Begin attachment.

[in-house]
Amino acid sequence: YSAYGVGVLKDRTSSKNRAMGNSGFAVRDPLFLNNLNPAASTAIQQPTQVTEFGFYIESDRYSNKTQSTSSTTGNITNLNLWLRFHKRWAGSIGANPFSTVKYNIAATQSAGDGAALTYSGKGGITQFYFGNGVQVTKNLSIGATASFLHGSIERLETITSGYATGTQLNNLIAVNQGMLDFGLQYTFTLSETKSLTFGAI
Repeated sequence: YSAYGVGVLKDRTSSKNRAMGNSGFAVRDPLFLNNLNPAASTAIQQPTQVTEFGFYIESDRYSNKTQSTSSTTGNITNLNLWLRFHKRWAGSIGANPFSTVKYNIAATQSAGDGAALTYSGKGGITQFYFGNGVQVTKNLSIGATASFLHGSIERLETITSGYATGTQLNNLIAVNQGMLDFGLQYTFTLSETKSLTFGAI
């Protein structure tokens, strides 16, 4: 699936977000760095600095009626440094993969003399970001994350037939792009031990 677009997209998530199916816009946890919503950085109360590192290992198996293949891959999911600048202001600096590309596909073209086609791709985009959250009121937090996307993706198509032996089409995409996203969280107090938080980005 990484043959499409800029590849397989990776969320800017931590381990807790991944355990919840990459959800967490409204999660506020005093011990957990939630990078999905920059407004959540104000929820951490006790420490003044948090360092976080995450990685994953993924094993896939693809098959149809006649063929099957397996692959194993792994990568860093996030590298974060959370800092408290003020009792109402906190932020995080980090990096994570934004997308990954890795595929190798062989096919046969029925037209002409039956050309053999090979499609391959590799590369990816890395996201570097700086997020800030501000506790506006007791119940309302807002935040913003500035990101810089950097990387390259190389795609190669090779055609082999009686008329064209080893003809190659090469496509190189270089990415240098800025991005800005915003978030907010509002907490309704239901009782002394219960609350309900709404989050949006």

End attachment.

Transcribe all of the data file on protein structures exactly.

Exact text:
[in-house]
Amino acid sequence: YSAYGVGVLKDRTSSKNRAMGNSGFAVRDPLFLNNLNPAASTAIQQPTQVTEFGFYIESDRYSNKTQSTSSTTGNITNLNLWLRFHKRWAGSIGANPFSTVKYNIAATQSAGDGAALTYSGKGGITQFYFGNGVQVTKNLSIGATASFLHGSIERLETITSGYATGTQLNNLIAVNQGMLDFGLQYTFTLSETKSLTFGAI
Repeated sequence: YSAYGVGVLKDRTSSKNRAMGNSGFAVRDPLFLNNLNPAASTAIQQPTQVTEFGFYIESDRYSNKTQSTSSTTGNITNLNLWLRFHKRWAGSIGANPFSTVKYNIAATQSAGDGAALTYSGKGGITQFYFGNGVQVTKNLSIGATASFLHGSIERLETITSGYATGTQLNNLIAVNQGMLDFGLQYTFTLSETKSLTFGAI
């Protein structure tokens, strides 16, 4: 699936977000760095600095009626440094993969003399970001994350037939792009031990 677009997209998530199916816009946890919503950085109360590192290992198996293949891959999911600048202001600096590309596909073209086609791709985009959250009121937090996307993706198509032996089409995409996203969280107090938080980005 990484043959499409800029590849397989990776969320800017931590381990807790991944355990919840990459959800967490409204999660506020005093011990957990939630990078999905920059407004959540104000929820951490006790420490003044948090360092976080995450990685994953993924094993896939693809098959149809006649063929099957397996692959194993792994990568860093996030590298974060959370800092408290003020009792109402906190932020995080980090990096994570934004997308990954890795595929190798062989096919046969029925037209002409039956050309053999090979499609391959590799590369990816890395996201570097700086997020800030501000506790506006007791119940309302807002935040913003500035990101810089950097990387390259190389795609190669090779055609082999009686008329064209080893003809190659090469496509190189270089990415240098800025991005800005915003978030907010509002907490309704239901009782002394219960609350309900709404989050949006």